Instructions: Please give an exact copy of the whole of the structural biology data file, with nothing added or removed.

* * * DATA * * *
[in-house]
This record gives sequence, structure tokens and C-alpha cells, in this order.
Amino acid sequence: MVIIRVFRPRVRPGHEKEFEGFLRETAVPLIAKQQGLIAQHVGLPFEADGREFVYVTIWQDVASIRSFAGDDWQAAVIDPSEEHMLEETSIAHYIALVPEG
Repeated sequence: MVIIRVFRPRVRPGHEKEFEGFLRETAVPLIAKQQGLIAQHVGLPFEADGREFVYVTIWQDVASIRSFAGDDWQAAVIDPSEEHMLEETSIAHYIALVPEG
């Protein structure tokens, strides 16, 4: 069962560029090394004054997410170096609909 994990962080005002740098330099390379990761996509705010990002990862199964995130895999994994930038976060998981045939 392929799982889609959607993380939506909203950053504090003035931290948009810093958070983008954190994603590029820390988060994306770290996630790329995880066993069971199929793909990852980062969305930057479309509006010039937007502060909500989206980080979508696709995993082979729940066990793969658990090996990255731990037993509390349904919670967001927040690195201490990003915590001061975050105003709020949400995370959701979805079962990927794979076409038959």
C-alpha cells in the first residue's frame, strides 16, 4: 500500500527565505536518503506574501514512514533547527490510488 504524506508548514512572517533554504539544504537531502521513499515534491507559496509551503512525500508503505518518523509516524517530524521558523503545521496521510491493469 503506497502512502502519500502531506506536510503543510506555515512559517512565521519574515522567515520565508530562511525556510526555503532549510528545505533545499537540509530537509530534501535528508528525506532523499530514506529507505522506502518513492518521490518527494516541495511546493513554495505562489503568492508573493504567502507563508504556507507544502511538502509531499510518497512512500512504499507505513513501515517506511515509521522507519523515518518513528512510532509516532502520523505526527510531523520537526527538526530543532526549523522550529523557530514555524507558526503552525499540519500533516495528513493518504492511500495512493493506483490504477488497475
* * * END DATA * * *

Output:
[in-house]
This record gives sequence, structure tokens and C-alpha cells, in this order.
Amino acid sequence: MVIIRVFRPRVRPGHEKEFEGFLRETAVPLIAKQQGLIAQHVGLPFEADGREFVYVTIWQDVASIRSFAGDDWQAAVIDPSEEHMLEETSIAHYIALVPEG
Repeated sequence: MVIIRVFRPRVRPGHEKEFEGFLRETAVPLIAKQQGLIAQHVGLPFEADGREFVYVTIWQDVASIRSFAGDDWQAAVIDPSEEHMLEETSIAHYIALVPEG
């Protein structure tokens, strides 16, 4: 069962560029090394004054997410170096609909 994990962080005002740098330099390379990761996509705010990002990862199964995130895999994994930038976060998981045939 392929799982889609959607993380939506909203950053504090003035931290948009810093958070983008954190994603590029820390988060994306770290996630790329995880066993069971199929793909990852980062969305930057479309509006010039937007502060909500989206980080979508696709995993082979729940066990793969658990090996990255731990037993509390349904919670967001927040690195201490990003915590001061975050105003709020949400995370959701979805079962990927794979076409038959």
C-alpha cells in the first residue's frame, strides 16, 4: 500500500527565505536518503506574501514512514533547527490510488 504524506508548514512572517533554504539544504537531502521513499515534491507559496509551503512525500508503505518518523509516524517530524521558523503545521496521510491493469 503506497502512502502519500502531506506536510503543510506555515512559517512565521519574515522567515520565508530562511525556510526555503532549510528545505533545499537540509530537509530534501535528508528525506532523499530514506529507505522506502518513492518521490518527494516541495511546493513554495505562489503568492508573493504567502507563508504556507507544502511538502509531499510518497512512500512504499507505513513501515517506511515509521522507519523515518518513528512510532509516532502520523505526527510531523520537526527538526530543532526549523522550529523557530514555524507558526503552525499540519500533516495528513493518504492511500495512493493506483490504477488497475